AdvisorMuller, Edward N.
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PublisherThe University of Arizona.
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AbstractIn 1968, Samuel Huntington hypothesized in his well- known book, Political Order in Changing Societies, that stability of the state in monarchical regimes of the developing countries depends on the balance between the necessity to centralize power in order to modernize, and the necessity to decentralize it in order to assimilate into the system the new groups that have been produced by the modernization process. After examining all the possible choices available to the state, Huntington concluded that violence and change of the state were inevitable outcomes. Comparative tests of several variables with respect to five stable and five unstable monarchical states showed no support for Huntington's hypothesis, but did show some support for the role of high violence, low government coerciveness, high land and income inequality, and involvement in external conflict in the instability of the state in monarchical regimes. It was found that monarchical states that experienced three or more destabilizing factors all at the same time were very likely to be unstable (Iran, Cambodia, Ethiopia), whereas those that experienced two destabilizing factors or less, were more likely to be stable (Morocco, Saudi Arabia, Kuwait, Nepal) unless there was a family coup (Afghanistan), or the monarch had expressed his desire to abdicate (Libya). However, in the case when a stable monarchical state experiences more than two destabilizing factors (Jordan), leadership characteristics play a big role in stability of the state, such as the skill to expand political participation and still be able to maintain legitimacy, and the skill to balance reform with government coercion.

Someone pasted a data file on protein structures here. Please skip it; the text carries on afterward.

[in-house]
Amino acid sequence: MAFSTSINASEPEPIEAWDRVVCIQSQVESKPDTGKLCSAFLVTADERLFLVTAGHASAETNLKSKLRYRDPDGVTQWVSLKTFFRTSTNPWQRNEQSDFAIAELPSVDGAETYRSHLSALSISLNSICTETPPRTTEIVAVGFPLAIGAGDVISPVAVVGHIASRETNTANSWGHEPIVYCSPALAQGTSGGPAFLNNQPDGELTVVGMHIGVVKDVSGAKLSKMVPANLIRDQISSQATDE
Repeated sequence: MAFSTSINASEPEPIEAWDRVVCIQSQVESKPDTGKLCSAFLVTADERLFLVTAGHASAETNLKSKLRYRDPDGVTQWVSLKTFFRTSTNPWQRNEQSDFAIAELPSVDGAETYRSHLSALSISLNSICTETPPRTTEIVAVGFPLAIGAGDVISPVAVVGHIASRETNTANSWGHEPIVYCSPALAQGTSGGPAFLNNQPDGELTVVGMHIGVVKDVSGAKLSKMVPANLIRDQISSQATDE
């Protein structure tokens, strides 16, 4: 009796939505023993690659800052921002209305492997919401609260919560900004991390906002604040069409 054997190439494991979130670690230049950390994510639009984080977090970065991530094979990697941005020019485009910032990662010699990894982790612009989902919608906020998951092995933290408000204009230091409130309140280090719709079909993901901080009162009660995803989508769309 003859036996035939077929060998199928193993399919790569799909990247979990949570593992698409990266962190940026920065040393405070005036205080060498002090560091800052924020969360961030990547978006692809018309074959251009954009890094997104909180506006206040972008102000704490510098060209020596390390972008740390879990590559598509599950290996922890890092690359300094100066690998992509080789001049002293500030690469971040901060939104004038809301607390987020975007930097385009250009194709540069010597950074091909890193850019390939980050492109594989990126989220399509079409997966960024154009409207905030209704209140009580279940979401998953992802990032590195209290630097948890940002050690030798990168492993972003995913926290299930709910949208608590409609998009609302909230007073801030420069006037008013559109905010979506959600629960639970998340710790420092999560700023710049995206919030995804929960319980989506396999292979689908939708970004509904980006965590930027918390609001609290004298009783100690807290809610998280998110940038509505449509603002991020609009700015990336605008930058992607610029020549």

Degree ProgramPolitical Sciences